A dignified queen who radiates stability: wonderful. A crown prince who embodies trustworthiness: excellent. A crown princess who combines Latin style with a Calvinistic work ethic: even better! Add three pretty little princesses to the mix and the Netherlands has a very mediagenic royal family. But should the queen really play a role in governing the country? And why is the eldest child automatically the next in line to the throne?
The Dutch still love their royal family: a recent survey indicates that 75 percent of the population supports the monarchy; it's an approval rating that most presidents or prime ministers can only dream of. However, an increasing number of people also say it's time to modernise the Dutch monarchy.
A survey conducted on behalf of Dutch public broadcaster NOS shows that more than 50 percent of those polled are satisfied with the monarchy in its current form. The survey was part of the national monarchy debate broadcast live on television on Monday evening. However, 26 percent said it is no longer appropriate for the queen to play an active role in government and want the House of Orange reduced to a purely ceremonial institution. Just 11 percent of respondents wanted to see the monarchy abolished. Five hundred people took part in the survey.
At the moment Queen Beatrix is part of the government but not responsible for policy. Although the country is run by the prime minister and the cabinet, the queen meets with the prime minister every week, signs bills into law and plays a significant role in the formation of a new government after an election.
For decades, criticism of the political role played by the monarch was an enormous taboo and was only ever expressed in hushed terms. In recent years criticism has been louder and more frequent. Geert Wilders’ Freedom Party (PVV) has been especially critical of the influence the queen has on the formation of a new government.
After a general election the queen appoints an informateur (sometimes more than one), who then holds talks with the leading political parties; they then advise the queen on the appointment of a formateur, who then leads the coalition talks. The PVV’s criticism has been echoed by parties on the left as well as at the centre of the political spectrum; the opposition Labour Party and D66 democrats both agree that the queen’s influence on the political process needs to be curbed.
Time to go
Most of the people taking part in Monday night's TV debate, which included both monarchists and republicans, were generally positive about Queen Beatrix, Crown Prince Willem-Alexander and Crown Princess Máxima. However, journalist Elspeth Etty said she was disappointed with the queen:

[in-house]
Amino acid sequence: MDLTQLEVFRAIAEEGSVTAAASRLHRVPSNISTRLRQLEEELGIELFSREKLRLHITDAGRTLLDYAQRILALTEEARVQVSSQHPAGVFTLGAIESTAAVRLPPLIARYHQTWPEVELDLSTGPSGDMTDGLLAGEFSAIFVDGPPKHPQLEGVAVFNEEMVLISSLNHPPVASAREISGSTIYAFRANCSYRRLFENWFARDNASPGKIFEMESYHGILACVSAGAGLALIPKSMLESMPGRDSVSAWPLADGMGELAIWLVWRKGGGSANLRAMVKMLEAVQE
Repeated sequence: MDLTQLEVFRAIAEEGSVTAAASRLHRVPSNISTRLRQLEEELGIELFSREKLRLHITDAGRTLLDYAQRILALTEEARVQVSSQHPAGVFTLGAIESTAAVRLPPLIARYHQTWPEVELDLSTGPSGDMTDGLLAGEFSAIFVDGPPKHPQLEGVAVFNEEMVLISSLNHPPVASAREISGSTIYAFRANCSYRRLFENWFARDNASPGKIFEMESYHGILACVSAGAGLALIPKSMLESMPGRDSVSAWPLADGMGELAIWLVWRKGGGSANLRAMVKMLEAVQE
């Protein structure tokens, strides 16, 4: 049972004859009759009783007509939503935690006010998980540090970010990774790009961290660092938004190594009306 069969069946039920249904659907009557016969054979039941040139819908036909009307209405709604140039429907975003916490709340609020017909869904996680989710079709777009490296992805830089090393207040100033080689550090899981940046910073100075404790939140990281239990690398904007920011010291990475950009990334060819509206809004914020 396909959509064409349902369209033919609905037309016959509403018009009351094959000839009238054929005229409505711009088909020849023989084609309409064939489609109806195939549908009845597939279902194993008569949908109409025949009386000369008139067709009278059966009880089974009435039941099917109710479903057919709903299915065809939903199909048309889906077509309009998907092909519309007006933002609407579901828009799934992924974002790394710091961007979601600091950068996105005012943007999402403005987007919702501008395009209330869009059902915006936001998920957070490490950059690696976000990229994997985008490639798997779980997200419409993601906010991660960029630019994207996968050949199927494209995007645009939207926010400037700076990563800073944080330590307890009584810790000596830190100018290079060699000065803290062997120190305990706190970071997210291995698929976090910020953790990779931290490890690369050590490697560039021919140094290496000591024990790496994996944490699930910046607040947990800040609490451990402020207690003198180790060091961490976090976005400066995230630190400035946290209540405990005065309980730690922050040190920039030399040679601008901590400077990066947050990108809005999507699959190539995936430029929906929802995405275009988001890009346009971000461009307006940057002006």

"I would expect someone with her level of intelligence to realise that it's time to abolish the monarchy. She really ought to say enough is enough, we've had a fabulous time, thank you very much and now it's over."
Daniela Hooghiemstra, who has written two books on the Dutch royal house, warned that people have had enough of a royal family surrounded by pomp and privilege: "If you want to keep the monarchy then it has to be modernised".
She also believes that the crown prince could be a threat to the monarchy as he is an individualist and is particularly protective of his personal freedom. She wonders whether he will be willing to devote himself to serving the needs of the state in quite the same way that his mother has done:
"The desire for personal freedom is a very strong character trait in Willem-Alexander. I think balancing the needs of the monarchy against his own personal needs will be one of the most difficult things for him during his monarchy. His mother has certainly completely devoted herself to her office. The question really is whether Willem-Alexander will be willing and able to do the same."
The debate on TV was fairly heated and it's bound to continue beyond the studio. A majority of the population supports the monarchy and it appears unlikely that it will be reduced to a purely ceremonial institution any time soon: the constitution would have to be changed and a majority of MPs do not support the measure.
However, there are other measures that a majority of MPs do seem willing to support: the Labour Party will today propose scrapping a significant number of tax and financial privileges currently enjoyed by the House of Orange. At the moment the royal family costs the taxpayer 114 million euro per annum. The proposed cuts would mean that in future the queen will have to pay for her own residences, her children will have to pay inheritance tax and the royal family will no longer able to fly for free.